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Decisions about Chef and Docker
Florian Sager
IT DevOp at Agitos GmbH · | 3 upvotes · 415.6K views
Chose
LXDLXD
over
DockerDocker

lxd/lxc and Docker aren't congruent so this comparison needs a more detailed look; but in short I can say: the lxd-integrated administration of storage including zfs with its snapshot capabilities as well as the system container (multi-process) approach of lxc vs. the limited single-process container approach of Docker is the main reason I chose lxd over Docker.

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Pros of Chef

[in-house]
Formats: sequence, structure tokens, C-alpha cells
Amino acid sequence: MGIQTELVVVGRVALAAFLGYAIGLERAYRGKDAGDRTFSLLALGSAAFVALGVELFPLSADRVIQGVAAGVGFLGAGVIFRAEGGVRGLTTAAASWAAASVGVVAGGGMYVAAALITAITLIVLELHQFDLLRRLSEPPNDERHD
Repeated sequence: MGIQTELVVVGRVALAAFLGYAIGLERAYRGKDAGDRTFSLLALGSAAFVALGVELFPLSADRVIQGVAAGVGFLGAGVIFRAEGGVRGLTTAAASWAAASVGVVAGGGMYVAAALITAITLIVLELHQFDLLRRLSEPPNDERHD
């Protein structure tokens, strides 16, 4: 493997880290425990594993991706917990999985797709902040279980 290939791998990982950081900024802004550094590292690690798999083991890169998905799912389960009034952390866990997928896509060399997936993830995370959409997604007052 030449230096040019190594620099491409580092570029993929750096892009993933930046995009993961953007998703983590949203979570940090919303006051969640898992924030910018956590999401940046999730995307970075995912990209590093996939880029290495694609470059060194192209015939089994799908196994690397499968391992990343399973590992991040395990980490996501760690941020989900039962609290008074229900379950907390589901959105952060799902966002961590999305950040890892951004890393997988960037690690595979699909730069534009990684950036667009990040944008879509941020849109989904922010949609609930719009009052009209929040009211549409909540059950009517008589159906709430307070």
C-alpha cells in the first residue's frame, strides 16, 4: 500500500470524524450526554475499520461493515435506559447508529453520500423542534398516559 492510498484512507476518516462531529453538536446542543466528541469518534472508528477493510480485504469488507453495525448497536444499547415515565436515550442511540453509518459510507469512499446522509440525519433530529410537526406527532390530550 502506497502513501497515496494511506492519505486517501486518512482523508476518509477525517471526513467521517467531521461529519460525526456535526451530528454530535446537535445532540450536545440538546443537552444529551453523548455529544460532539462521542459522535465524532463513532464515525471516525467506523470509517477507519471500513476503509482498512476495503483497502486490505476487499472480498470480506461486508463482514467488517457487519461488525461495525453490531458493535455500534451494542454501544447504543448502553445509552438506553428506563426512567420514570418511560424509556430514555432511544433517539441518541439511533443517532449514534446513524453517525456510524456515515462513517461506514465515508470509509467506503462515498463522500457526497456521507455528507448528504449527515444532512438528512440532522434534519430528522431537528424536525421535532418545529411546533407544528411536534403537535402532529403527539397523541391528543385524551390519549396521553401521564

Pros of Docker
  • 110
    Dynamic and idempotent server configuration
  • 76
    Reusable components
  • 47
    Integration testing with Vagrant
  • 43
    Repeatable
  • 30
    Mock testing with Chefspec
  • 14
    Ruby
  • 8
    Can package cookbooks to guarantee repeatability
  • 7
    Works with AWS
  • 3
    Has marketplace where you get readymade cookbooks
  • 3
    Matured product with good community support
  • 2
    Less declarative more procedural
  • 2
    Open source configuration mgmt made easy(ish)
  • 823
    Rapid integration and build up
  • 691
    Isolation
  • 521
    Open source
  • 505
    Testa­bil­i­ty and re­pro­ducibil­i­ty
  • 460
    Lightweight
  • 218
    Standardization
  • 185
    Scalable
  • 106
    Upgrading / down­grad­ing / ap­pli­ca­tion versions
  • 88
    Security
  • 85
    Private paas environments
  • 34
    Portability
  • 26
    Limit resource usage
  • 17
    Game changer
  • 16
    I love the way docker has changed virtualization
  • 14
    Fast
  • 12
    Concurrency
  • 8
    Docker's Compose tools
  • 6